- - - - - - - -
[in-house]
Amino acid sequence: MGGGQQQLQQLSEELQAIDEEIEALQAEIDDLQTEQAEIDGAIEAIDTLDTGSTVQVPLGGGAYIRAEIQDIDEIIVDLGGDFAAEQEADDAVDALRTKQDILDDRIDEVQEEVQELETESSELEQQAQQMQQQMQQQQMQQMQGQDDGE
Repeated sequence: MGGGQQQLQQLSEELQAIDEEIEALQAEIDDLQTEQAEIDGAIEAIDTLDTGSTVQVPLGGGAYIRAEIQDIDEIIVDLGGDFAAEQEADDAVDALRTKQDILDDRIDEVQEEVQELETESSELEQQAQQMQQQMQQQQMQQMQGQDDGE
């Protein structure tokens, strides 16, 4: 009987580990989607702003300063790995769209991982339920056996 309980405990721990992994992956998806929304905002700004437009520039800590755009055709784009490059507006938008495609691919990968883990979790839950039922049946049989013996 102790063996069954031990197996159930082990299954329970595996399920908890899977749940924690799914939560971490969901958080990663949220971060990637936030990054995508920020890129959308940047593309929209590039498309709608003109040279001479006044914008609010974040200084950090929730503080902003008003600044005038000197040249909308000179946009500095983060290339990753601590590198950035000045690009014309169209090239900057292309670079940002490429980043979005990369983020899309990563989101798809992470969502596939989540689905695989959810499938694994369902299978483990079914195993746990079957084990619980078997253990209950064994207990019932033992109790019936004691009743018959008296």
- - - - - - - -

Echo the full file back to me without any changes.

[in-house]
Amino acid sequence: MGGGQQQLQQLSEELQAIDEEIEALQAEIDDLQTEQAEIDGAIEAIDTLDTGSTVQVPLGGGAYIRAEIQDIDEIIVDLGGDFAAEQEADDAVDALRTKQDILDDRIDEVQEEVQELETESSELEQQAQQMQQQMQQQQMQQMQGQDDGE
Repeated sequence: MGGGQQQLQQLSEELQAIDEEIEALQAEIDDLQTEQAEIDGAIEAIDTLDTGSTVQVPLGGGAYIRAEIQDIDEIIVDLGGDFAAEQEADDAVDALRTKQDILDDRIDEVQEEVQELETESSELEQQAQQMQQQMQQQQMQQMQGQDDGE
């Protein structure tokens, strides 16, 4: 009987580990989607702003300063790995769209991982339920056996 309980405990721990992994992956998806929304905002700004437009520039800590755009055709784009490059507006938008495609691919990968883990979790839950039922049946049989013996 102790063996069954031990197996159930082990299954329970595996399920908890899977749940924690799914939560971490969901958080990663949220971060990637936030990054995508920020890129959308940047593309929209590039498309709608003109040279001479006044914008609010974040200084950090929730503080902003008003600044005038000197040249909308000179946009500095983060290339990753601590590198950035000045690009014309169209090239900057292309670079940002490429980043979005990369983020899309990563989101798809992470969502596939989540689905695989959810499938694994369902299978483990079914195993746990079957084990619980078997253990209950064994207990019932033992109790019936004691009743018959008296």